Shapira emphasises that mediators’ ethics, ‘cannot rely on abstract principles alone, but must be contextualized, grounded in the particularities of mediation cases’ (p. 345). Mediation practice, in Shapira’s view, often requires the mediators’ critical analysis and moral engagement in varied case by case circumstances. While the author vehemently opposes ethical relativism, there is little mention of cultural competency. Such inattention weakens Shapira’s argument for particularity. While Shapira adopts a set of liberal values that are assimilated into his Proposed Model Code of Conduct for Mediators (pp. 397–411), none requires mediators’ engagement with ethics outside of their own context. Contextualisation requires cultural understanding. As previously mentioned, in the case of international mediation, various actors and diverse ethical challenges may be involved. While many institutions including those in Africa are adopting the Code of Professional Conduct as prescribed by the International Mediation Institute (IMI), these codes remain subject to necessary amendments in order to make them applicable to African circumstances (Mediate Africa Dispute Resolution Services 2013).
In her review of the book, Barbara Wilson takes issue with Shapira on the notion that there be consensus among theoreticians in Western developed societies on fundamental social values (Wilson 2018:51). While a fair critique, these countries, at minimum share a common context. For the African reader, at first glance, the book does little to add to the effectiveness of current practice in ethical mediation. In this aspect, the book is limited in scope and applicability. Where Shapira is successful, is in the relevance of the fundamental question he raises about the necessity for ethical guidance. If ethical challenges for mediators are global, is there indeed a need for ‘professional’ and ethical guidance even for those mediators in Africa? While ethical challenges might differ per context, the necessity for clear codes of conduct remains. In this regard, Shapira’s work is useful.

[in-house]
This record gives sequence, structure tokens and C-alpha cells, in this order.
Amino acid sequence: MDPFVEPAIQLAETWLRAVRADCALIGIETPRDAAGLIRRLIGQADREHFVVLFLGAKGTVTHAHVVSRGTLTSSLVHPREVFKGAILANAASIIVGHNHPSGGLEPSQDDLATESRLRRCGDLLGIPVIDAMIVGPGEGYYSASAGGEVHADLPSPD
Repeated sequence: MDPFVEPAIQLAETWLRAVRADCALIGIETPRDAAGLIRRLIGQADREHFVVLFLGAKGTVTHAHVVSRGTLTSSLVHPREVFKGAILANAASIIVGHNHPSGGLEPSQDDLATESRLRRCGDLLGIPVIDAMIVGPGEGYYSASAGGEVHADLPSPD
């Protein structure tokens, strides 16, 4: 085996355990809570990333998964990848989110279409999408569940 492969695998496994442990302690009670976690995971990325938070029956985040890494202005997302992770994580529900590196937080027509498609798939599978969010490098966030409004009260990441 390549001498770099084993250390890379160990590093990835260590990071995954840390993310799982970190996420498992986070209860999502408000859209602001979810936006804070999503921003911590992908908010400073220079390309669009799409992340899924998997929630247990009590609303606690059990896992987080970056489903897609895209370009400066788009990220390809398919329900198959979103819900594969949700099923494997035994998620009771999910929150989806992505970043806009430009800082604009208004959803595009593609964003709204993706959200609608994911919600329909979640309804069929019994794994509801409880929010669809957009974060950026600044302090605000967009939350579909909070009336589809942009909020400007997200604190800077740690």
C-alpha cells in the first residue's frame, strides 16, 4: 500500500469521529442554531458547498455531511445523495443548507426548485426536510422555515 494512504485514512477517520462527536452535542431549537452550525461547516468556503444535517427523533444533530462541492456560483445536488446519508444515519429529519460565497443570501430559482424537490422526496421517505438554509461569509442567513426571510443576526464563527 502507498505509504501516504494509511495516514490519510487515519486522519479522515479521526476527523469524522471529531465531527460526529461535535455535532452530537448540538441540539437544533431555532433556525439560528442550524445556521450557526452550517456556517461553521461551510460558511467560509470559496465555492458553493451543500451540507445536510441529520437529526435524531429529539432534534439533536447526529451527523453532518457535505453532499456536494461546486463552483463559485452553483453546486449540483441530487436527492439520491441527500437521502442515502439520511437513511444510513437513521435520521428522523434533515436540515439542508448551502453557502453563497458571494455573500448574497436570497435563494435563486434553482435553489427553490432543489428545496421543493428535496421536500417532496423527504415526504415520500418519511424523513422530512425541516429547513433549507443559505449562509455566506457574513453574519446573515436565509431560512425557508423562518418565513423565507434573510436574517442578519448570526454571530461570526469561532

The strength of Shapira’s extensive and comprehensive text, is the innovative combination of various forms of resources including literature on morality and professional ethics, major codes of conduct for mediators in Anglo-American countries, the writings of mediation experts, the author’s own experience of sitting in on a mediator ethics committee and drafting ethics opinions in response to mediator queries. The result is a substantive contribution to the profession of mediation. While the relevance of the Proposed Model Code of Conduct for Mediators is limited with regard to context and culture, it is a helpful foundation for further development on mediators’ ethics. Shapira successfully reaches the intended goal of providing tools for guiding mediators. These tools, at the very least, can begin to guide mediators no matter their location and context and indeed ‘fill up lacunas’ of ethical guidance in mediation practice. For the African audience, it can at best, serve as a basis for some comparative analysis of ethical mediation practices.
- Daly, Brenda, Noelle Higgins, and Sarah Bolger 2010. International peace mediators and codes of conduct: An analysis.
The Journal of Humanitarian Assistance, 4 August 2010. Available from: <https://sites.tufts.edu/jha/archives/756> [Accessed 13 June 2019].
- Mediate Africa Dispute Resolution Services 2013. Code of Professional Conduct for Mediators. Available from: <http://www.mediateafrica.com/panellists/code-of-conduct> [Accessed 14 June 2019].
- Wilson, Barbara 2018. A Theory of Mediators’ Ethics: Foundations, rationale and application. By Omer Shapira. Mediation Theory and Practice, 3 (1), pp. 50–53.